There are seven types of railcars: Autorack, Gondola, Boxcar, Flatcar, Tank Car, Covered Hopper, and Open-Top Hopper*. Lean and Six Sigma aid in improving quality and reducing wastes in the railcar industry. We’ll look at two applications: one from South Africa and another from the United States. Then we’ll finish with a short video on building the next-generation railcar.
Lean Six Sigma Applied to Railcar Assembly: South Africa
In a paper titled “Application of Lean Six Sigma methodology using DMAIC approach for the improvement of bogie assembly process in the railcar industry” authors Ilesanmi Daniyan and others discuss the use of Lean Six Sigma for process improvement of the railcar bogie assembly process.
NOTE: A bogie is a structure underneath a railway vehicle body to which axles and wheels are attached through bearings.
The paper includes:
- Assembly Operation Flow Diagram
- Assembly Operation of Railcar Bogie: Operations and Timing
- Value and Non-Value Added Time of Operations
- Current Operations Value Stream Map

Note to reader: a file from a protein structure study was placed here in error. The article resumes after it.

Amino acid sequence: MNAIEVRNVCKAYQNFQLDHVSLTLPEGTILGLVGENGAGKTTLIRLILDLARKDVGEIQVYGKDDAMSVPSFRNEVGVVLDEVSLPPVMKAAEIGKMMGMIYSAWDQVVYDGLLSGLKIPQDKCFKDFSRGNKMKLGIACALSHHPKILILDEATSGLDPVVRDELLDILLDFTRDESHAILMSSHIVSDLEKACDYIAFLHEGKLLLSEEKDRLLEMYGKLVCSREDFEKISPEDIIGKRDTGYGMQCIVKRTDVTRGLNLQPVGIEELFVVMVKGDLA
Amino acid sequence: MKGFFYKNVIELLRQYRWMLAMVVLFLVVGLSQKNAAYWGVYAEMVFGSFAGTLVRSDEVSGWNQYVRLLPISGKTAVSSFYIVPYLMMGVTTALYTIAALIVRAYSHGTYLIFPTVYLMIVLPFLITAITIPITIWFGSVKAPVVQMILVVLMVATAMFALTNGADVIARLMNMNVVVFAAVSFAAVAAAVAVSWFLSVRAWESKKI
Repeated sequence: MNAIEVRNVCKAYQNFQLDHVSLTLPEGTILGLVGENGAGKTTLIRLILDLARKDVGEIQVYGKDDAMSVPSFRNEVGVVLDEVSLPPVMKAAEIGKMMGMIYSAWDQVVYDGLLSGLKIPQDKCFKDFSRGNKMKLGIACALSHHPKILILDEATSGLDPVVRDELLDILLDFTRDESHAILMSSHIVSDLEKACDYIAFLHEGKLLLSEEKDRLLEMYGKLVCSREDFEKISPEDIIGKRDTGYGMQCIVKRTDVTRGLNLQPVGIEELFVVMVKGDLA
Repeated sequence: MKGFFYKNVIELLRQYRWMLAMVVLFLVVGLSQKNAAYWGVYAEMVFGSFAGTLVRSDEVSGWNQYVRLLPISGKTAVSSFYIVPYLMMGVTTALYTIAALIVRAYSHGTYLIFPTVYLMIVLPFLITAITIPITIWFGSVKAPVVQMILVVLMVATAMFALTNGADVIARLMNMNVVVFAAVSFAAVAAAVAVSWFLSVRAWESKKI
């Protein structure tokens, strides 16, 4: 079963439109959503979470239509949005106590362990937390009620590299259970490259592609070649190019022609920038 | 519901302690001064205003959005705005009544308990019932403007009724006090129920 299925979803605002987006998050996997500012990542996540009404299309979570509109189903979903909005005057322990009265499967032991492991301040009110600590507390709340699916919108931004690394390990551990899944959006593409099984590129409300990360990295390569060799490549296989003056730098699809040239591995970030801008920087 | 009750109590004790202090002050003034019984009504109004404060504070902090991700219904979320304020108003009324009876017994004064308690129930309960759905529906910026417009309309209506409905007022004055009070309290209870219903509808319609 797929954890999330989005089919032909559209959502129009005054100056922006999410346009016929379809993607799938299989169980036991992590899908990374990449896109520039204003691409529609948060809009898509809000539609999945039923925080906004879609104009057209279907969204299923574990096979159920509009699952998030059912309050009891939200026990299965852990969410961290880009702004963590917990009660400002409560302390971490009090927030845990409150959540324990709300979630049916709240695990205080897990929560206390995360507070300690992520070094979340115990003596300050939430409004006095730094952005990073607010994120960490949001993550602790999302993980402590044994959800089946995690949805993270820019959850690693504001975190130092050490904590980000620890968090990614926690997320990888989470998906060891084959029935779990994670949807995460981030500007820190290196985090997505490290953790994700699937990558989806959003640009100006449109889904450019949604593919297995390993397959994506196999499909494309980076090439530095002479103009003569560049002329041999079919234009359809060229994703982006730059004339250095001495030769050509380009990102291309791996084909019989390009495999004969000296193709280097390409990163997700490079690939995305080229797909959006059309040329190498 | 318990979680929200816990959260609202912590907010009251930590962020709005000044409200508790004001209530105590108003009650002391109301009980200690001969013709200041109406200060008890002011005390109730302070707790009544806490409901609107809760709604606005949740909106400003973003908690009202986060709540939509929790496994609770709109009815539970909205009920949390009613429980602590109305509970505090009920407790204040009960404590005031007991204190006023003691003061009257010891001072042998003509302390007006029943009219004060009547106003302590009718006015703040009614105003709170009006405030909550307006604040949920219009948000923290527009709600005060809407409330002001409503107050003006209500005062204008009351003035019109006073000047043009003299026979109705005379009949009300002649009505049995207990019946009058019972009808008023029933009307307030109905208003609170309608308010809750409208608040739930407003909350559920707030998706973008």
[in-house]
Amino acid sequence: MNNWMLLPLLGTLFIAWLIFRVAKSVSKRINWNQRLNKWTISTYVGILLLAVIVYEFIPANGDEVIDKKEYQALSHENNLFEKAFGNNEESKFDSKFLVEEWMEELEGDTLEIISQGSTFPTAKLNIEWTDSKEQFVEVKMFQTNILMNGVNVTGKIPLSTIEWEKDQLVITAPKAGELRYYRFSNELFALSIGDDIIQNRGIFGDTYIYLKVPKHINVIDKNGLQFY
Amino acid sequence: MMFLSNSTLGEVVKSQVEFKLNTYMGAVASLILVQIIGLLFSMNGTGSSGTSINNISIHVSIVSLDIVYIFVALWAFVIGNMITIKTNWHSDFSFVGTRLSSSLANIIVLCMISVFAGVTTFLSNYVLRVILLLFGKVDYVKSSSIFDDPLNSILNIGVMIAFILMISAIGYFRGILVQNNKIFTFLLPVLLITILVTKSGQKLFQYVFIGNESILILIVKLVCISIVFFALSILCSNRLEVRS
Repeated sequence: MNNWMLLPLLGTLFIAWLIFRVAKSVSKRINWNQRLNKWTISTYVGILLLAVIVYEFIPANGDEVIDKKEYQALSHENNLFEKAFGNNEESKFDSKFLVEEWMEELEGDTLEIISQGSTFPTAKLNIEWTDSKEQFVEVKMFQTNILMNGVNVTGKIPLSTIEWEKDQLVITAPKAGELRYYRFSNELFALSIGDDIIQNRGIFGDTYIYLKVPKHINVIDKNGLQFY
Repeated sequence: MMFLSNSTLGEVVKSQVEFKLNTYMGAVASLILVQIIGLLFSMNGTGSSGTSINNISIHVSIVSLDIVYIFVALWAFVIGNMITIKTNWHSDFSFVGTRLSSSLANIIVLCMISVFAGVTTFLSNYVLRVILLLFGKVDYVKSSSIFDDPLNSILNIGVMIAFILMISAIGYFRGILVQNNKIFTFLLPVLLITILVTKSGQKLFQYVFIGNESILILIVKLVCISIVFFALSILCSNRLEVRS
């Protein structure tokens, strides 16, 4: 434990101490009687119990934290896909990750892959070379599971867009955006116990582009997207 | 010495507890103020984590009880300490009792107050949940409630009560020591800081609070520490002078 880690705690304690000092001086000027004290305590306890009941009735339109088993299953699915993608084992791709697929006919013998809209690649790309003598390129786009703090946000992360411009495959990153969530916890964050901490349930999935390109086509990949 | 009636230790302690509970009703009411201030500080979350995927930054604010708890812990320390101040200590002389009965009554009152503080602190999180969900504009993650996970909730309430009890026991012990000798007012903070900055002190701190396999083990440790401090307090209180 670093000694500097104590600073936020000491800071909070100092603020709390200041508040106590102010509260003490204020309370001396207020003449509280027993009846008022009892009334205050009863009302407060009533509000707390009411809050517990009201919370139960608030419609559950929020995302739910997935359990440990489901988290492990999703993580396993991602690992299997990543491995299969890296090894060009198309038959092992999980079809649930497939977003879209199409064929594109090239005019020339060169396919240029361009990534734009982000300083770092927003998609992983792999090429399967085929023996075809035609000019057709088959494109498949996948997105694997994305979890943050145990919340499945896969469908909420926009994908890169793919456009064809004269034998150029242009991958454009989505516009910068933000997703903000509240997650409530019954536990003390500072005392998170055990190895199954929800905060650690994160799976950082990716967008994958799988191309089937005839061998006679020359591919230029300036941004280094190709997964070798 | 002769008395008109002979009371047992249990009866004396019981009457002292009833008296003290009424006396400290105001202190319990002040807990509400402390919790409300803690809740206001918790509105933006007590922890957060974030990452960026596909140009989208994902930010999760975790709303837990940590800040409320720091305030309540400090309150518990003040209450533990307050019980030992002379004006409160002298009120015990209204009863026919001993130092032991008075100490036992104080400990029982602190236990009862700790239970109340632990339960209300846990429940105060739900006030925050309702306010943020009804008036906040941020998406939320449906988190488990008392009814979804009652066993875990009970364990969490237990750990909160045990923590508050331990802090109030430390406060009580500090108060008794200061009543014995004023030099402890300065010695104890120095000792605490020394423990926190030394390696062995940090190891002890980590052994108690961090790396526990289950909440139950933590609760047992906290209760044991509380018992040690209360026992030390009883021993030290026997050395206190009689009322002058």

- Pareto Analysis of Process Cycle Efficiency (PCE): Current Assembly Operations
- Cause and Effect Diagram: Decrease in PCE and Increase in Lead Time
- Improved Value Stream Map with Improvement Point
- Future Value and Non-Value Added Time of Operations
- Initial and Final Value Added and Non-Value Added Times by Sequence of Operations
- Future Value Stream Map
Final results include:
- 8% improvement in the efficiency of the assembly process cycle
- 9% reduction in lead time
- 3% increase in value-added time
- 9% reduction in non-value-added time
You can read the paper here.
Applying Lean Manufacturing Methods to Railcar Inspection: United States
In a case study titled “Reducing Network Costs Through Improved Vehicle Maintenance: A Lean Production Approach,” authors Bryan Schlake, Christopher P.L. Barkan, and J. Riley Edwards discuss the application of Lean Manufacturing methods to the railcar maintenance and inspection process.
This case study of railcar inspection processes focuses on Type I and Type II wastes.
- Type I: Inherent But Unavoidable Waste
- Type II: Immediately Avoidable Waste
The case study includes:
- Comparison of Inspection Systems
- Average Train Inspection Times by Train Type
- Inspection Costs: Manual and Hybridized Machine- Search Human Decision
Case Study Results: “… a hybridized machine-search human decision inspection process is approximately nine times more efficient, in terms of labor costs, than pure manual inspection.”
You can read the case study here.
Building the Next Generation Railcar
Take a brief look at the building of the next-generation railcar in this video from Greenbrier Industries.
You can watch the video here.